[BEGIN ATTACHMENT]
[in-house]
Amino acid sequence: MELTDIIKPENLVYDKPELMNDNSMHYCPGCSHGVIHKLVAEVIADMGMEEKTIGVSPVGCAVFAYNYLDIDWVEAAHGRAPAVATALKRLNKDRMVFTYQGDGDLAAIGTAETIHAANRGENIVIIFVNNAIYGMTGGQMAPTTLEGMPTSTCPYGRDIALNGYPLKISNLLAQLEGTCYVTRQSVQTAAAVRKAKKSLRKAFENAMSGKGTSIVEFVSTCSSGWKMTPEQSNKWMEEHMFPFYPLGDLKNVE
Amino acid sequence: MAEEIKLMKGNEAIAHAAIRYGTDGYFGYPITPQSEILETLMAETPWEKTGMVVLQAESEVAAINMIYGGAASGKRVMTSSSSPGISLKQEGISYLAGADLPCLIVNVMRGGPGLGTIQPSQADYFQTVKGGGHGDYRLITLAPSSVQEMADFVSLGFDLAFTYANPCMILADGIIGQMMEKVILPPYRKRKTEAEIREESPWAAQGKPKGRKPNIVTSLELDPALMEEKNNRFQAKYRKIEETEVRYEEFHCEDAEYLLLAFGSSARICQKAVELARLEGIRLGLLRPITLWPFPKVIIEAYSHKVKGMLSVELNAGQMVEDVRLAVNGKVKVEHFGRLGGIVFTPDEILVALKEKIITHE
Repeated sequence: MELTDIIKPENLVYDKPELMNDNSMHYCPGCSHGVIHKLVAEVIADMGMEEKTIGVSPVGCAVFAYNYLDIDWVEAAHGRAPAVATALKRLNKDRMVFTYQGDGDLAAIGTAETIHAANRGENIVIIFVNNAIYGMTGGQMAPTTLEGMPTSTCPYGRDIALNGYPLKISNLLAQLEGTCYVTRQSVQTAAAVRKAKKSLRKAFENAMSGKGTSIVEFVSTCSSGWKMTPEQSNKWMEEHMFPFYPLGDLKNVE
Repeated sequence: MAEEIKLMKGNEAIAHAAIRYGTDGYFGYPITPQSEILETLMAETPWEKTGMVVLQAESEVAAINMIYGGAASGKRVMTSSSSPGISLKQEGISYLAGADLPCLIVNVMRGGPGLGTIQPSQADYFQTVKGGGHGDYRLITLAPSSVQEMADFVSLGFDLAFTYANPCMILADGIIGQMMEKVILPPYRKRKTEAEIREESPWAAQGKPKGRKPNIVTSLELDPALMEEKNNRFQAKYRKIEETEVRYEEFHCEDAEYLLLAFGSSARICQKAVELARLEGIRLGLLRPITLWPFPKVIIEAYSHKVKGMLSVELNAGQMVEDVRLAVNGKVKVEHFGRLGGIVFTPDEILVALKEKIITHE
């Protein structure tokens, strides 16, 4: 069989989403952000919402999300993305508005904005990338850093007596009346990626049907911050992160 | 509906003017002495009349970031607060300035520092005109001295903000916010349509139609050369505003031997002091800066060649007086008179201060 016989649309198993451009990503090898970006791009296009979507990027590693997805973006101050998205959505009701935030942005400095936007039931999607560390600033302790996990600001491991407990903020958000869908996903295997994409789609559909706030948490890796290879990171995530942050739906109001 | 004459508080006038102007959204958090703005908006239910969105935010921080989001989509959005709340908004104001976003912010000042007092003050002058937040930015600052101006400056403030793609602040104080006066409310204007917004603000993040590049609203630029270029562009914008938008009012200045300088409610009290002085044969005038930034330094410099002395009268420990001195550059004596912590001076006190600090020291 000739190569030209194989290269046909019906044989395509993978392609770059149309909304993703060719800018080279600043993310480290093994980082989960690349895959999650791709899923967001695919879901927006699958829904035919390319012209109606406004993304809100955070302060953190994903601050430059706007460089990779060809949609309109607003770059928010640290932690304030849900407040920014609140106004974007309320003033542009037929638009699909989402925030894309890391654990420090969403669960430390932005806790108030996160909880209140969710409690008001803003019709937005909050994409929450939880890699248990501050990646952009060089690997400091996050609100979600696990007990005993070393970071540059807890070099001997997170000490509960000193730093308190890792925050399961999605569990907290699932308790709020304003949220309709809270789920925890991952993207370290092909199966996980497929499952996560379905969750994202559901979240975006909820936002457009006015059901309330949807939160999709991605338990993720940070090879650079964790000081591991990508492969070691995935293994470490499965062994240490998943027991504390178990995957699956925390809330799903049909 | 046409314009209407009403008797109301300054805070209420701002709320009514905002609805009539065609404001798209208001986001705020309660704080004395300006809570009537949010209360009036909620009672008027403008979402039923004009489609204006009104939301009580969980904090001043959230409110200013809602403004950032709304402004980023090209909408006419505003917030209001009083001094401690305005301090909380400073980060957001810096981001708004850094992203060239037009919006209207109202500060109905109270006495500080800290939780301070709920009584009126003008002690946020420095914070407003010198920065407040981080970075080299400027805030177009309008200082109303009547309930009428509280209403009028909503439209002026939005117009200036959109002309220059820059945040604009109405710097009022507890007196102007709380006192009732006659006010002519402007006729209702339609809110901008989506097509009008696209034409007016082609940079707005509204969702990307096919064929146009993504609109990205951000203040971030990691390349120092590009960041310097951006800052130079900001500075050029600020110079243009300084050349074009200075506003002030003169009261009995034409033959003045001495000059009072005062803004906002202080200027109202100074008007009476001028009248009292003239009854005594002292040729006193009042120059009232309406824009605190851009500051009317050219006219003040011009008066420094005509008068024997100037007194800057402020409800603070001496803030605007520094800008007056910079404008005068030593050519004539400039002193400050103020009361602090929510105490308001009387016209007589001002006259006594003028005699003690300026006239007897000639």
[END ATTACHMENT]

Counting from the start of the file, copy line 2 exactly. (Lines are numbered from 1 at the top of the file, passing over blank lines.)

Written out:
Amino acid sequence: MELTDIIKPENLVYDKPELMNDNSMHYCPGCSHGVIHKLVAEVIADMGMEEKTIGVSPVGCAVFAYNYLDIDWVEAAHGRAPAVATALKRLNKDRMVFTYQGDGDLAAIGTAETIHAANRGENIVIIFVNNAIYGMTGGQMAPTTLEGMPTSTCPYGRDIALNGYPLKISNLLAQLEGTCYVTRQSVQTAAAVRKAKKSLRKAFENAMSGKGTSIVEFVSTCSSGWKMTPEQSNKWMEEHMFPFYPLGDLKNVE